Not knowing your climate zone, here are some thoughts.

2500 ft2 of well insulated and sealed building should only need one system.  In our 5000-5500 DD, we go to about 4000+ feet (basements not included) with one system.

The trick is in the distribution.  Remember that we want more cool air to the second floor and more warm air to the first, so this means that controls are very important.  The easy and expensive way out is to put in motorized dampers to do the thinking for you, but these don't usually make people happy.

The less expensive way is to have, say, four separate trunks off the plenum - first floor left and right, and second floor left and right - each with it's own volume damper.  A little fussing in heating season gets it balanced, then you mark that location with a W.  Then a little fussing in coolings season with an S mark.  Now at the change of season, move the dampers.

And return should bea non-issue - one giant return (110% of calculated size) on the first floor and transfer grills out of each room and it works a treat.  I would be sure the thermostat has a "circulate" setting so that on days when the system is not running, the temps are still even.

All this said, there is merit to the 2 systems because it is a day care and if one goes down you're not stuck.  If you do this, NOTHING IN THE ATTIC.

Mr E Minch,

Thank you for your thoughts and ideas-I agree with the whole building approach-with separate trunks and nothing in the attic.  I also like the idea of manual dampers and I will run this option past the Building Owner.

Scotty 

So, 2400 sf square box.  

Existing HVAC system for  1st floor is undersized 1 1/2 Ton compressor should be 3 Ton unit

According to who?  Load calc? 

1 system with dampers for climate control could  lead to future mechanical problems if one big system was used. 

In other words, 2 systems is less complicated and more profitable for ME.  (Are you paying someone for design - or expecting that for free?)

Controls for mechanical can be split between the two floors this is a huge advantage over one thermostat in such a large space.

Why?  Crappy enclosure? Fix building when renovating or pay LOTS to do it later. 

2 systems is certainly the way to go for 2 floors. 

Why?  Crappy enclosure? 

 I would opt for two just in case a unit went down

Why, planning on crappy install?  Probably should opt for three, just to be safe.  Properly designed and installed HVAC systems fail on such a regular basis with catastrophic consequences, loss of life an limb and such.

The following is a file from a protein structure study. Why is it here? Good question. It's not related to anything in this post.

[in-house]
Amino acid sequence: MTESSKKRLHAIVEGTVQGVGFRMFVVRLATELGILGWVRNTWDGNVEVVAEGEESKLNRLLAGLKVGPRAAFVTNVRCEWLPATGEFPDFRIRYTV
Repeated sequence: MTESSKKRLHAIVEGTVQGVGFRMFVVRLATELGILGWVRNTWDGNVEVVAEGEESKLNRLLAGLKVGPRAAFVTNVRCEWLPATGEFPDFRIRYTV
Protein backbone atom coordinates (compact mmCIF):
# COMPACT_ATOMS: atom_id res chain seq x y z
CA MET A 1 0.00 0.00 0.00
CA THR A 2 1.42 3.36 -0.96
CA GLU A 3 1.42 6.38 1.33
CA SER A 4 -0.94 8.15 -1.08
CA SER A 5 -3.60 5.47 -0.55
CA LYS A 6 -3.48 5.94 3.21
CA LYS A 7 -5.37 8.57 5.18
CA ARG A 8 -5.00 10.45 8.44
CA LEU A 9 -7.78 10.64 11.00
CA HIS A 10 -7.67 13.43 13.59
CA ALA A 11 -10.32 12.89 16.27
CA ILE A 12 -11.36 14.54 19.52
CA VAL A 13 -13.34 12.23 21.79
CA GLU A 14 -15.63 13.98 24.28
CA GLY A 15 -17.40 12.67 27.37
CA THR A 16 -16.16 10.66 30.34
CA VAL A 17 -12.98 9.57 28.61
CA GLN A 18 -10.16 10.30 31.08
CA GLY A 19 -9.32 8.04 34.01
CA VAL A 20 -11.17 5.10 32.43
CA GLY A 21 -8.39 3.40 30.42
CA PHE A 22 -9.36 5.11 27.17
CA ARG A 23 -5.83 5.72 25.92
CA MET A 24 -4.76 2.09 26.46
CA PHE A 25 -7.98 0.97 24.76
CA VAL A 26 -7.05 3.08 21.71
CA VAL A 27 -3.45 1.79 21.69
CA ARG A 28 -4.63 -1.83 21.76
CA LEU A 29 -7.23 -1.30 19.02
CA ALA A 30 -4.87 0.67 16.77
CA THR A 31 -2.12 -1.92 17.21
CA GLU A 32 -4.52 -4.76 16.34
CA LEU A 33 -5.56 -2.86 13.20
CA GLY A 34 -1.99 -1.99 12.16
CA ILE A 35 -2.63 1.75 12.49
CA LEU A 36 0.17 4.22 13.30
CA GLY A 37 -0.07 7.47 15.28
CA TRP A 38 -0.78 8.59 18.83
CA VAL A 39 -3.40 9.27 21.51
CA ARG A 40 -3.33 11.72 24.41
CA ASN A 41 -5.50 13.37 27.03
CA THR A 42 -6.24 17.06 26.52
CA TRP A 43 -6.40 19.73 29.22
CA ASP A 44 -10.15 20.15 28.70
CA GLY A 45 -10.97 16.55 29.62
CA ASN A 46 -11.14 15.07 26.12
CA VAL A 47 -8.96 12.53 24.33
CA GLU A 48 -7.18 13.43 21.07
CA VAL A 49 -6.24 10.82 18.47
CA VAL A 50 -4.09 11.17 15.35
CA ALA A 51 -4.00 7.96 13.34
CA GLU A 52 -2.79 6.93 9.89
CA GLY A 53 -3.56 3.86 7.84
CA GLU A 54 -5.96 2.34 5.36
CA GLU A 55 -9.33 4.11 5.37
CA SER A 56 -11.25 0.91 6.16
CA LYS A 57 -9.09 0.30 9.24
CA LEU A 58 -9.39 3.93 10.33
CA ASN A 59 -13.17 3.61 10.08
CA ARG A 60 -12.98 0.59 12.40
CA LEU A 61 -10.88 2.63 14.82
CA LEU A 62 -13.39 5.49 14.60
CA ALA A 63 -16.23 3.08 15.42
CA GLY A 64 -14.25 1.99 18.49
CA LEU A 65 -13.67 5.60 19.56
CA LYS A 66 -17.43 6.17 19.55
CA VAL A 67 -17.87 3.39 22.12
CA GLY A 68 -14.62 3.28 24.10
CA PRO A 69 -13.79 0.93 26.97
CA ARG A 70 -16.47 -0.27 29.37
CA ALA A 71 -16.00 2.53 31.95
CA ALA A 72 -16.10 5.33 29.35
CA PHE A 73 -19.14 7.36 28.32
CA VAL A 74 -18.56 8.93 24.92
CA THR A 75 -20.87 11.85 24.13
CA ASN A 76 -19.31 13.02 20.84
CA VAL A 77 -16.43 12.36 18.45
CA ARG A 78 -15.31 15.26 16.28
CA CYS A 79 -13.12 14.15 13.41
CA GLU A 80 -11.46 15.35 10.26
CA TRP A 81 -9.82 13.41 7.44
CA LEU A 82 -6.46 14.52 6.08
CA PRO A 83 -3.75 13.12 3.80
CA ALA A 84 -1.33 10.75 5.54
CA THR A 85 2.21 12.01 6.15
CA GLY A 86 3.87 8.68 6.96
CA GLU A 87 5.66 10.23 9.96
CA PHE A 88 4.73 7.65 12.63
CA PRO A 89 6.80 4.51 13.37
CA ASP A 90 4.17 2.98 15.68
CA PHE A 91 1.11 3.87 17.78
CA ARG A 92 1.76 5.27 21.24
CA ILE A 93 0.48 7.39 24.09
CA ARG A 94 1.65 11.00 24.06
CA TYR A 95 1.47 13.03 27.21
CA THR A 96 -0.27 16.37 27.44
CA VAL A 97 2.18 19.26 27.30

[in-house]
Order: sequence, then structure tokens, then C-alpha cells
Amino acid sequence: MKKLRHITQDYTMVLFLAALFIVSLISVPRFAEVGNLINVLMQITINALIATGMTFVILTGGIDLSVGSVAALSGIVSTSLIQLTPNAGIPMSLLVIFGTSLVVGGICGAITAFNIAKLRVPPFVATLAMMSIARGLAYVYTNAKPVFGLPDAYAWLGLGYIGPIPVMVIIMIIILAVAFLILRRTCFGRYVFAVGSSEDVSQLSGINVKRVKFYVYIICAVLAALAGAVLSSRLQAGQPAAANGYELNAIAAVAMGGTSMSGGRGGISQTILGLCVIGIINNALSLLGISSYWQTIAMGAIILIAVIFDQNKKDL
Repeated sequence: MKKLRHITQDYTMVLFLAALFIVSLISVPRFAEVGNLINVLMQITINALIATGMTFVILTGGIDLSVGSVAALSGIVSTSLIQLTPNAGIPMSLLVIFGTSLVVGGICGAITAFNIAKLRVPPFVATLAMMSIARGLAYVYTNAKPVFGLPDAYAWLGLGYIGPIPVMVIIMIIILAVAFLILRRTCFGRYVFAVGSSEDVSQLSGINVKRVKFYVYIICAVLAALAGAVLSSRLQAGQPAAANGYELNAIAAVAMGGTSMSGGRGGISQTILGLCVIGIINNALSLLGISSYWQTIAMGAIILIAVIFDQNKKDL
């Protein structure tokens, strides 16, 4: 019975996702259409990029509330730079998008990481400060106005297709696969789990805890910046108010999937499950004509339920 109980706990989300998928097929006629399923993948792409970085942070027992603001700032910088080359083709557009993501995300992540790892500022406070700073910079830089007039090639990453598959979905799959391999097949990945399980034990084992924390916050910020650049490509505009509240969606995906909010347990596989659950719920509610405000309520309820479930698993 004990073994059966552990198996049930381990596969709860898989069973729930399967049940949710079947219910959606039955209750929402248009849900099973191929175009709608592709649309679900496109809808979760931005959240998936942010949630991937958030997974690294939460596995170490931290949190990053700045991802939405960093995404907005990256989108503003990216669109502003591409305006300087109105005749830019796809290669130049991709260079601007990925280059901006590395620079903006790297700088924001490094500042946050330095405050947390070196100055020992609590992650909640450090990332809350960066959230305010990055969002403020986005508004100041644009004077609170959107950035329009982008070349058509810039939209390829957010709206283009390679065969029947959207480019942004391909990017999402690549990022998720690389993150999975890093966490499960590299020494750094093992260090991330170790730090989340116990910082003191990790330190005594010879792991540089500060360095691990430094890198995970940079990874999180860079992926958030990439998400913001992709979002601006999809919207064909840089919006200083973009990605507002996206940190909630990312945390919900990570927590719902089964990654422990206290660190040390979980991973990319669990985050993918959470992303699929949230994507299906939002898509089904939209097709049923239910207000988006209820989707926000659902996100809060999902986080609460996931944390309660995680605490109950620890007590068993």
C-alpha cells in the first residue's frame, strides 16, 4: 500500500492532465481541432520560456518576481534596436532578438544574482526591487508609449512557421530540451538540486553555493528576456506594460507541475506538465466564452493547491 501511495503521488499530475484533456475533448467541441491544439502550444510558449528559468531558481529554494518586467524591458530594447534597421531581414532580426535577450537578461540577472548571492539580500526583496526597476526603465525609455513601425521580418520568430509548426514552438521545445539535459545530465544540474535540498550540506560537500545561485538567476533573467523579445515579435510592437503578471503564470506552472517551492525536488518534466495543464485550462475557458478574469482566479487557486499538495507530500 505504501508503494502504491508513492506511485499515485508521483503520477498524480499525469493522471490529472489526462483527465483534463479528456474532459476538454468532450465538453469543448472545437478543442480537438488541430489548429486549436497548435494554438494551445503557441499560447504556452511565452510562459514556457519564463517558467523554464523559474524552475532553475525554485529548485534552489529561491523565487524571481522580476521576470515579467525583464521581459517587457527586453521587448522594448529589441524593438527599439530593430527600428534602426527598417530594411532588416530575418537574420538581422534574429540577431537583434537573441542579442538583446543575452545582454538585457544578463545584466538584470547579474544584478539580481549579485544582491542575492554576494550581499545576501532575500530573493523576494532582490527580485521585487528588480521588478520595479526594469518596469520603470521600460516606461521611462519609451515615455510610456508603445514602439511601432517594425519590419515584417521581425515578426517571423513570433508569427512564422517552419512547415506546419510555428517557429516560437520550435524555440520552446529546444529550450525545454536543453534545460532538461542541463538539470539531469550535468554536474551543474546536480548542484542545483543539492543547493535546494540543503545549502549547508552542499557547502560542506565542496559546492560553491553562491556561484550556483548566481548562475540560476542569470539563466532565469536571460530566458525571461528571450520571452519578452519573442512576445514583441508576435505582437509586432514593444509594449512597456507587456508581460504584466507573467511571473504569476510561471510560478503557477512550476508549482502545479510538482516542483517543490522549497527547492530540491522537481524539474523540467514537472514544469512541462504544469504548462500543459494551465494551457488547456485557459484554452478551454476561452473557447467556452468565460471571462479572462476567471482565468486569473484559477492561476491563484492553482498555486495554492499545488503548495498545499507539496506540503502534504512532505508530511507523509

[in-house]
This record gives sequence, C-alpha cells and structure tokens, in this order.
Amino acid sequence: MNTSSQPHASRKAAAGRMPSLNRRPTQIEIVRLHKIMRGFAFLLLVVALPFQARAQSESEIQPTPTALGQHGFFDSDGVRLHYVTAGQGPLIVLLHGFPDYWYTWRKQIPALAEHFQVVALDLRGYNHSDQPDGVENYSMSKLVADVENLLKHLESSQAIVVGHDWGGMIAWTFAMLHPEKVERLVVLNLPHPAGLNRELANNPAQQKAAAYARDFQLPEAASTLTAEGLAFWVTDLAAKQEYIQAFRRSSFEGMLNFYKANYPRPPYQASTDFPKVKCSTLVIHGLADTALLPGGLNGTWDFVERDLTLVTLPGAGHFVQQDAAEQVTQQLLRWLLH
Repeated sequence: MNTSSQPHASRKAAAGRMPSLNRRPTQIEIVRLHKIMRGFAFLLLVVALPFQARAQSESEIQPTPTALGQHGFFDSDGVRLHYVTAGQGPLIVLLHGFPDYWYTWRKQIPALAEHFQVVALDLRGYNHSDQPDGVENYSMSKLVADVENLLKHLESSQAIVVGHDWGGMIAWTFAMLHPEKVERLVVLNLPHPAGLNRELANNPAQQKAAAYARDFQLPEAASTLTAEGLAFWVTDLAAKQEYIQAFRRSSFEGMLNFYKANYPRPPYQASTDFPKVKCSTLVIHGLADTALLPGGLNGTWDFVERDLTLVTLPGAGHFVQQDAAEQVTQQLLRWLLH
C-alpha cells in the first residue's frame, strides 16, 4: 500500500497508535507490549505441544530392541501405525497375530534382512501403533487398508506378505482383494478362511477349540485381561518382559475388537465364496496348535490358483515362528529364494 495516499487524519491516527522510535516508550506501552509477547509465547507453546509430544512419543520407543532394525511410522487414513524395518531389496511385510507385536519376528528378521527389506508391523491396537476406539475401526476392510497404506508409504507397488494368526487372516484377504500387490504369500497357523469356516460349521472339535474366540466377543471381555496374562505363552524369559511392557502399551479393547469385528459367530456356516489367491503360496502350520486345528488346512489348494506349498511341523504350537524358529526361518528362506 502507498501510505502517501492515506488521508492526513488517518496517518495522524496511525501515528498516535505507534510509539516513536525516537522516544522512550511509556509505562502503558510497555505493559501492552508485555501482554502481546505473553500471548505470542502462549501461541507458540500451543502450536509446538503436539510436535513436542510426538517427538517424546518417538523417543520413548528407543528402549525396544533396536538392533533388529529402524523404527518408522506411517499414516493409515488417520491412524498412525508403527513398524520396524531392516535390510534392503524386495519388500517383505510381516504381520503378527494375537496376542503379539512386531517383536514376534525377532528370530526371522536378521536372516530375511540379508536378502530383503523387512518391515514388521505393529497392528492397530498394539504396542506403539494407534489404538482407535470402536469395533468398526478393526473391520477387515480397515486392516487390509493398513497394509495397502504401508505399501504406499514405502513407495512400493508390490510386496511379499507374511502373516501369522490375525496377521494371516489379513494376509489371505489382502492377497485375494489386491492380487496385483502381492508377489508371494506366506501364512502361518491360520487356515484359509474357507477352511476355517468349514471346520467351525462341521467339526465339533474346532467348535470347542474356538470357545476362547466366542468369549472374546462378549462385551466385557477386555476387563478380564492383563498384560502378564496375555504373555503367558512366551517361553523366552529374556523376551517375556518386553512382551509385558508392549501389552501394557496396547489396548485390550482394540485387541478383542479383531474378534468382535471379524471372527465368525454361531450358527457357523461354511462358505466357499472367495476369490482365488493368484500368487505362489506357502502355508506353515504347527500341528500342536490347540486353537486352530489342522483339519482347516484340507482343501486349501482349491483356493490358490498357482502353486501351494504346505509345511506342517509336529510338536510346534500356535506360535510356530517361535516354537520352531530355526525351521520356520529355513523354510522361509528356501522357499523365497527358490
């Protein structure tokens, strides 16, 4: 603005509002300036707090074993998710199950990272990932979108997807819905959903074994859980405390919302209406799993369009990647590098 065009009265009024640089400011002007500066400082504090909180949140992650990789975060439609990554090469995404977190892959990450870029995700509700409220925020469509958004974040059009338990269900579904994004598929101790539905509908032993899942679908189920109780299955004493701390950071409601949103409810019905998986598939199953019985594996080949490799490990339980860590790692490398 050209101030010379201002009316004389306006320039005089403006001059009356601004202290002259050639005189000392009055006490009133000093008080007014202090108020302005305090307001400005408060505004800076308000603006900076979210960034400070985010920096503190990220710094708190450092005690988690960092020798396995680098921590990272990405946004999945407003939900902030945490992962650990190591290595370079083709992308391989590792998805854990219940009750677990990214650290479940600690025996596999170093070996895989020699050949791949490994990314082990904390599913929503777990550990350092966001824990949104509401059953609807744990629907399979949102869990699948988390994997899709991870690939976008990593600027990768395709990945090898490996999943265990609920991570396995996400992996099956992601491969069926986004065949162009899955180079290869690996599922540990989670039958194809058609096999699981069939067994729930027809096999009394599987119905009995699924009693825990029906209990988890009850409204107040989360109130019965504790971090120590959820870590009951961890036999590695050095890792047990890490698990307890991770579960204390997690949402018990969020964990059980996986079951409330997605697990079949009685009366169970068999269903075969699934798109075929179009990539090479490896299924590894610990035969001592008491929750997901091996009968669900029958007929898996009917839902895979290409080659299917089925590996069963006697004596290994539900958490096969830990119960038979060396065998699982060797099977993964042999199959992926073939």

If you probably have extra automobiles for when your primary breaks down, definitely get three.  

A lot more information is required for sound advice here. Feels to me like you don't have a designer who is both building scientist and an advocate for YOUR interests.  Hire David Butler.  david@optimalbuilding.com

A lot of AC guys are scared of zoning because they don't know how to do it well (NO you can't put all 1200 CFM from a 3 ton single stage system into the master bedroom and expect a bypass to bail you out...)

We do 3-4 zone systems routinely.

That said, I agree that in this situation, redundancy is important - having a daycare become unlivably hot or shut down completely owing to a single point of failure is a VERY bad thing.

Also, while enclosure is important, internal loads may loom large. In residential load calculation we pretty much ignore lighting and pay limited heed to number of occupants. This is a commercial occupancy - need to figure in lighting energy turned into waste heat, latent and sensible load from a bunch of wild kids and harried teachers.

Depending on code, may need to figure in some forced ventilation, though hopefully they'll let you do that intelligently, such as modulating based on CO2 instead of X CFM per person 24/7, and the persons count being the maximum legal number.

Lastly I shy away from using system blower to circulate during cooling season - blows all the humidity back off the coil when compressor cycles off. Some say stopping blower for a minute allows water to drain away, but if one does the math, a high efficiency unit's evap coil has upwards of 100 square feet of fin and tube area per ton, and that's a lot of wet metal that does not dry in one minute.

Zoning is poorly done so often due to the cost and work of doing it RIGHT. By time you have the ductwork oversized enough to handle all the airflow even when only one zone is calling, the zone control system, damper motors, and possibly a 2 stage system you could buy 2 basic single stage systems for the same price.